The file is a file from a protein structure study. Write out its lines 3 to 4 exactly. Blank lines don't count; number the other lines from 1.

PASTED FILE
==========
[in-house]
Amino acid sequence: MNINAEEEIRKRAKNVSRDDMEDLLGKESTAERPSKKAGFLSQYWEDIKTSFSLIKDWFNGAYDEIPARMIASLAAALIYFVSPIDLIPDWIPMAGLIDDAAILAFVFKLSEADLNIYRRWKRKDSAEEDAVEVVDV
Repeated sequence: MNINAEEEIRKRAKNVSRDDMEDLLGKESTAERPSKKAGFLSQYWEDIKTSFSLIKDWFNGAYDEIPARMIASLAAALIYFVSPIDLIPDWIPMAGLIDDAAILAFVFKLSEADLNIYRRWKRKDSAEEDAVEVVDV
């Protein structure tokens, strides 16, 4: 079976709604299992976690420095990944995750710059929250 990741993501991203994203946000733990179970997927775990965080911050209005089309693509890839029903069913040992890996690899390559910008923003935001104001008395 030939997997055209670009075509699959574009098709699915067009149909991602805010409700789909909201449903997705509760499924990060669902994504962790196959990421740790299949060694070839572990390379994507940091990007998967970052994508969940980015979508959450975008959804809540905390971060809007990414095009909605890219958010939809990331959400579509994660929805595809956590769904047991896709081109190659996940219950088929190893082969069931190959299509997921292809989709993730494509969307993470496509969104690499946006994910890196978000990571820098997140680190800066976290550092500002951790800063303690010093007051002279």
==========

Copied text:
Repeated sequence: MNINAEEEIRKRAKNVSRDDMEDLLGKESTAERPSKKAGFLSQYWEDIKTSFSLIKDWFNGAYDEIPARMIASLAAALIYFVSPIDLIPDWIPMAGLIDDAAILAFVFKLSEADLNIYRRWKRKDSAEEDAVEVVDV
């Protein structure tokens, strides 16, 4: 079976709604299992976690420095990944995750710059929250 990741993501991203994203946000733990179970997927775990965080911050209005089309693509890839029903069913040992890996690899390559910008923003935001104001008395 030939997997055209670009075509699959574009098709699915067009149909991602805010409700789909909201449903997705509760499924990060669902994504962790196959990421740790299949060694070839572990390379994507940091990007998967970052994508969940980015979508959450975008959804809540905390971060809007990414095009909605890219958010939809990331959400579509994660929805595809956590769904047991896709081109190659996940219950088929190893082969069931190959299509997921292809989709993730494509969307993470496509969104690499946006994910890196978000990571820098997140680190800066976290550092500002951790800063303690010093007051002279």